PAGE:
Download Fast Partial Tracking of Audio with Real-Time Capability through Linear Programming
This paper proposes a new partial tracking method, based on linear programming, that can run in real-time, is simple to implement, and performs well in difficult tracking situations by considering spurious peaks, crossing partials, and a non-stationary shortterm sinusoidal model. Complex constant parameters of a generalized short-term signal model are explicitly estimated to inform peak matching decisions. Peak matching is formulated as a variation of the linear assignment problem. Combinatorially optimal peak-to-peak assignments are found in polynomial time using the Hungarian algorithm. Results show that the proposed method creates high-quality representations of monophonic and polyphonic sounds.
Download Modal Analysis Of Room Impulse Responses Using Subband Esprit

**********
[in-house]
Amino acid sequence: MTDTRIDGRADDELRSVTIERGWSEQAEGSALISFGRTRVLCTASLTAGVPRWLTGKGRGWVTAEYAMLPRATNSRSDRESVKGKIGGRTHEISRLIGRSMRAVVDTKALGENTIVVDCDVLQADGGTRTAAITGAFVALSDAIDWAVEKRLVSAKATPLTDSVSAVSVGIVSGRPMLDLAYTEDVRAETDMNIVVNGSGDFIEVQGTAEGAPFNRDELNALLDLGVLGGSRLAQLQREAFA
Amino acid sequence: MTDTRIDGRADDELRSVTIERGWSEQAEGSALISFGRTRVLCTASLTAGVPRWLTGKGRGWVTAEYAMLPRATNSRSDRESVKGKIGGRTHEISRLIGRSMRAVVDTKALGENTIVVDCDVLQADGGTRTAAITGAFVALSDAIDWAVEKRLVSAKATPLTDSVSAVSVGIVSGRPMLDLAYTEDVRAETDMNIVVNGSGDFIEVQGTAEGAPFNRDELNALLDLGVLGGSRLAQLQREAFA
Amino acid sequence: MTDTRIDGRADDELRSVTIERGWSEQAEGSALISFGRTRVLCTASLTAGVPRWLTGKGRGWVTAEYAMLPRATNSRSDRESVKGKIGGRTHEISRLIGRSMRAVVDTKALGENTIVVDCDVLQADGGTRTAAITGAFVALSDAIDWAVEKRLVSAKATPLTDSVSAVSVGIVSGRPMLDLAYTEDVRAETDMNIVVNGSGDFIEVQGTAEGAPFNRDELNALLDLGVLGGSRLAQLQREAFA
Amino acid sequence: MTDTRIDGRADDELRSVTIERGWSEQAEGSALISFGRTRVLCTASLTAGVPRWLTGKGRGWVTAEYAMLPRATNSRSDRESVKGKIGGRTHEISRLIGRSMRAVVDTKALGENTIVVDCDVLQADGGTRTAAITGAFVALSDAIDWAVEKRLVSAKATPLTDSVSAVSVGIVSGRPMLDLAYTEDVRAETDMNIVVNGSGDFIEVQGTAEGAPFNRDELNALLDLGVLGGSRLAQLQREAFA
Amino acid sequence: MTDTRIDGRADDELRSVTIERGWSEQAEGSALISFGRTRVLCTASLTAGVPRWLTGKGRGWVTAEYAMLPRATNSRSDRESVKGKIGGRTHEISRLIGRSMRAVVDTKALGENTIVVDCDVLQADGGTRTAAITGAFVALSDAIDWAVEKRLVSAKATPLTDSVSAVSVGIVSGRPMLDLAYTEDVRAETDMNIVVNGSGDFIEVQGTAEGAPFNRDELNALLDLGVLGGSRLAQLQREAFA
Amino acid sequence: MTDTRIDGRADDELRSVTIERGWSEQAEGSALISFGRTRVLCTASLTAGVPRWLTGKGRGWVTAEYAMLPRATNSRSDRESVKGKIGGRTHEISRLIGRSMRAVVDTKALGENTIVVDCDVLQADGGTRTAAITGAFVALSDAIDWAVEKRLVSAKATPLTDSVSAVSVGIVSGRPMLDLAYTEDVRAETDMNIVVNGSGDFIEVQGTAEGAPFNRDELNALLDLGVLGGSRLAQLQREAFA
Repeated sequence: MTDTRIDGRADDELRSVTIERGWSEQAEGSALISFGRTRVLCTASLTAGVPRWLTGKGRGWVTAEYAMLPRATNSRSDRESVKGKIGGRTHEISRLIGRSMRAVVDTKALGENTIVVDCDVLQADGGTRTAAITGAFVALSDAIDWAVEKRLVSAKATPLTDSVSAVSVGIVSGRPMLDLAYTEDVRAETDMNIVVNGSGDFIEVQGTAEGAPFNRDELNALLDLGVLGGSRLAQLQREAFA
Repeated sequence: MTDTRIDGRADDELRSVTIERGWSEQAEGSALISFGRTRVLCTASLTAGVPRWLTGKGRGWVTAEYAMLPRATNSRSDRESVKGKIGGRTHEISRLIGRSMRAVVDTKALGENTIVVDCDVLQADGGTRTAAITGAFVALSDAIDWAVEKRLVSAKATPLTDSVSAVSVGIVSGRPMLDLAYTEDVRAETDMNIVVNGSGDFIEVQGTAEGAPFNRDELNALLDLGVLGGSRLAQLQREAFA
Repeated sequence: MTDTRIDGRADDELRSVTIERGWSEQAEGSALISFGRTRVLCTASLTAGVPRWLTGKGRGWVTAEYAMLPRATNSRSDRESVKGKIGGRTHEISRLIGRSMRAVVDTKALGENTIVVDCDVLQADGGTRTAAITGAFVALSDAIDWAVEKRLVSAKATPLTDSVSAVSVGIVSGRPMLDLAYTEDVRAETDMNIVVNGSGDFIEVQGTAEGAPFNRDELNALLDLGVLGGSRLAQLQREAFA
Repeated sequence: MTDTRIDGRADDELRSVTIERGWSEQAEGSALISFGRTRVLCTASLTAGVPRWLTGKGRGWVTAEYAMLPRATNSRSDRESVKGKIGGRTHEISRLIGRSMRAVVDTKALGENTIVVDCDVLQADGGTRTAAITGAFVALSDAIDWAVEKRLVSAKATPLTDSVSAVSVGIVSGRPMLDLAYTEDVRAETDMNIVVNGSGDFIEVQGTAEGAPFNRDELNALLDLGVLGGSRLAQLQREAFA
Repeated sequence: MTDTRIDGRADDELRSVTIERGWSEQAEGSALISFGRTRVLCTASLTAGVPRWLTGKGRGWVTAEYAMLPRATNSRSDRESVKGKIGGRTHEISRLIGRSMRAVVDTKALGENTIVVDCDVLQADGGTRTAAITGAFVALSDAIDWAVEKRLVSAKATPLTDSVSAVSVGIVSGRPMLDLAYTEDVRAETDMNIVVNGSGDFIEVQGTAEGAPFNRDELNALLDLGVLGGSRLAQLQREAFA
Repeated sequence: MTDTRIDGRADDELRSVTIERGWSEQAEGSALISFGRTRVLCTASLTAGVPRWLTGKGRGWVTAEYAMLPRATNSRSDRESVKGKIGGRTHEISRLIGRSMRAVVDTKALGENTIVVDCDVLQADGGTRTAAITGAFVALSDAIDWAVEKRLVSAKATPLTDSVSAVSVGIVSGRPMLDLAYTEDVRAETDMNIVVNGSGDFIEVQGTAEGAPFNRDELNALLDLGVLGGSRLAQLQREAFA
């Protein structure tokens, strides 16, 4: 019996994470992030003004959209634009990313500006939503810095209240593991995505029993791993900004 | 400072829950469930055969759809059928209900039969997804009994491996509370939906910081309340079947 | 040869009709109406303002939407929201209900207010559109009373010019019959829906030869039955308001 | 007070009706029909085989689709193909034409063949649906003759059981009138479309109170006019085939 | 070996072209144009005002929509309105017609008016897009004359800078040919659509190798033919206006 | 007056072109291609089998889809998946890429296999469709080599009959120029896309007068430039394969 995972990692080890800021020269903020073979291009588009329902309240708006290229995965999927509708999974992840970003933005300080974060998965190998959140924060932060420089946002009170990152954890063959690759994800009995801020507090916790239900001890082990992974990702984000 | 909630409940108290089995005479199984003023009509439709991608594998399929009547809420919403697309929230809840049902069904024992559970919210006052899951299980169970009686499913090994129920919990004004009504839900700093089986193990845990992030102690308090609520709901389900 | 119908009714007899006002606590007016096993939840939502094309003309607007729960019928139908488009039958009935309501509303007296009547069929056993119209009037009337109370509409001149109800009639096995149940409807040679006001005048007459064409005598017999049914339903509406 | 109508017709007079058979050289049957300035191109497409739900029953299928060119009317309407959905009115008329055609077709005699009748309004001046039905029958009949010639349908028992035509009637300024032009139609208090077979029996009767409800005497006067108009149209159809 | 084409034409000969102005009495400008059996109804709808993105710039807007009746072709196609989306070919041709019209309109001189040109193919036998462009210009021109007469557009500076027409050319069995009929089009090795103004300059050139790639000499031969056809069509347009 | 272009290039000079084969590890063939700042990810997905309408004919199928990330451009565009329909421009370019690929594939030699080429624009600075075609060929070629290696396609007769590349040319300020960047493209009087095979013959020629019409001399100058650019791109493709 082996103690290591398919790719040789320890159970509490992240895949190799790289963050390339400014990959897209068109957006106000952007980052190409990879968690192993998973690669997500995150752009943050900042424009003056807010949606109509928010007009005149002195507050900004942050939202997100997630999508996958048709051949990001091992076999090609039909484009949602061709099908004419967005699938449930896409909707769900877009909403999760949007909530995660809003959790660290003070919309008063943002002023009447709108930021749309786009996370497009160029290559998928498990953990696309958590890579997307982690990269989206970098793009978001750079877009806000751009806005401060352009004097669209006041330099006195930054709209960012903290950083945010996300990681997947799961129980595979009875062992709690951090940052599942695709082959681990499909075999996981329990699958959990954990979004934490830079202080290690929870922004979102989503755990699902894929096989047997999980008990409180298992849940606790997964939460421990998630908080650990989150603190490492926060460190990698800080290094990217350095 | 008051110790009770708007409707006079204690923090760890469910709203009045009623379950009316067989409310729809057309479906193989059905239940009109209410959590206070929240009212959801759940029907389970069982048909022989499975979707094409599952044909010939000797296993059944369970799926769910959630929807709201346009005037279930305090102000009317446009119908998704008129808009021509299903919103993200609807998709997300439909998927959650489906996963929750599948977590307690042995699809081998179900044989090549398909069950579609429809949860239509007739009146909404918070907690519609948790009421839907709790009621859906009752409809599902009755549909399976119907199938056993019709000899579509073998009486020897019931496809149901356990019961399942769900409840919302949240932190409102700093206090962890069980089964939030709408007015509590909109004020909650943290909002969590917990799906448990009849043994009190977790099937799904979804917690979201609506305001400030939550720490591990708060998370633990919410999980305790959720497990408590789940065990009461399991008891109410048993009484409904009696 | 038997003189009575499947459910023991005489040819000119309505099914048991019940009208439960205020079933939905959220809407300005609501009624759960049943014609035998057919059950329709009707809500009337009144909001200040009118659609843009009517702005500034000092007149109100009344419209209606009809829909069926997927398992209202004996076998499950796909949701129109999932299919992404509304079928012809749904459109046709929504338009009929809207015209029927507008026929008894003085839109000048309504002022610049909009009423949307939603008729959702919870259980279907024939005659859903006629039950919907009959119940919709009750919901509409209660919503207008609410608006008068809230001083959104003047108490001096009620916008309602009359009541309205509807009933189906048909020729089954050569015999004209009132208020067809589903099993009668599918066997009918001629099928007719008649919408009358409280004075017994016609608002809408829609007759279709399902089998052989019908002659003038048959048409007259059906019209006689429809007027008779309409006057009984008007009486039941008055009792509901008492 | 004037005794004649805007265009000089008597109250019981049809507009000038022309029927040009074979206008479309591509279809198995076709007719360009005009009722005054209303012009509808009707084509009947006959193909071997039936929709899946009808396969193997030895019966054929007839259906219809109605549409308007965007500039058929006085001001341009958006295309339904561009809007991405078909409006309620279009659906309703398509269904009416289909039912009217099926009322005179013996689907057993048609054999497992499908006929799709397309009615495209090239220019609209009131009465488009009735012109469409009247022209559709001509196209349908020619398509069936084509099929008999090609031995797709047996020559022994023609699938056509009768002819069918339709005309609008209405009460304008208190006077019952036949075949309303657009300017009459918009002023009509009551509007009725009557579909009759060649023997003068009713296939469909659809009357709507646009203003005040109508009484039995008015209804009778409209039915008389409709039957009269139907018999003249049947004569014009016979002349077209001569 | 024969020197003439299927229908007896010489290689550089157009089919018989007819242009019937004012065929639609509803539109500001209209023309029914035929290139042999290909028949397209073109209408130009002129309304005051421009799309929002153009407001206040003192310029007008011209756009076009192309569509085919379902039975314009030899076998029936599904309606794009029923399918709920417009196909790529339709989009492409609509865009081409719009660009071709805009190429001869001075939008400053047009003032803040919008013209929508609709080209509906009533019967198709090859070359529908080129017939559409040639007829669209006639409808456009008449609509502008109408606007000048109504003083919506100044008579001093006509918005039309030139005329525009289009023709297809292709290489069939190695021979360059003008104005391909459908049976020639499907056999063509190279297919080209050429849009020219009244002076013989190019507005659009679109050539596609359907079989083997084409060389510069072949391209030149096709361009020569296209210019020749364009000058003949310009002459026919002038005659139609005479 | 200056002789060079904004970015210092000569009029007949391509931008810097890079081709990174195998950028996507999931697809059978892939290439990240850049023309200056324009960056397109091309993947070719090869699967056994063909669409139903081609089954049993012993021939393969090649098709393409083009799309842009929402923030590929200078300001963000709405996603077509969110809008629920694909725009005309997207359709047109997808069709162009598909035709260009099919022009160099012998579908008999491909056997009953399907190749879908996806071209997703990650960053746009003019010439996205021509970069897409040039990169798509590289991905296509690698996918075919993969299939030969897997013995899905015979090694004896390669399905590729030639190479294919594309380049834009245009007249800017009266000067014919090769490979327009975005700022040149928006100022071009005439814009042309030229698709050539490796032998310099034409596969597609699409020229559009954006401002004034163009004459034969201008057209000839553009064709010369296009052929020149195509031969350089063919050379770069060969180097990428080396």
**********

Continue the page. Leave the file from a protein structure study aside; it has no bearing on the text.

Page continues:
This paper describes a modification of the ESPRIT algorithm which can be used to determine the parameters (frequency, decay time, initial magnitude and initial phase) of a modal reverberator that best match a provided room impulse response. By applying perceptual criteria we are able to match room impulse responses using a variable number of modes, with an emphasis on high quality for lower mode counts; this allows the synthesis algorithm to scale to different computational environments. A hybrid FIR/modal reverb architecture is also presented which allows for the efficient modeling of room impulse responses that contain sparse early reflections and dense late reverb. MUSHRA tests comparing the analysis/synthesis using various mode numbers for our algorithms, and for another state of the art algorithm, are included as well.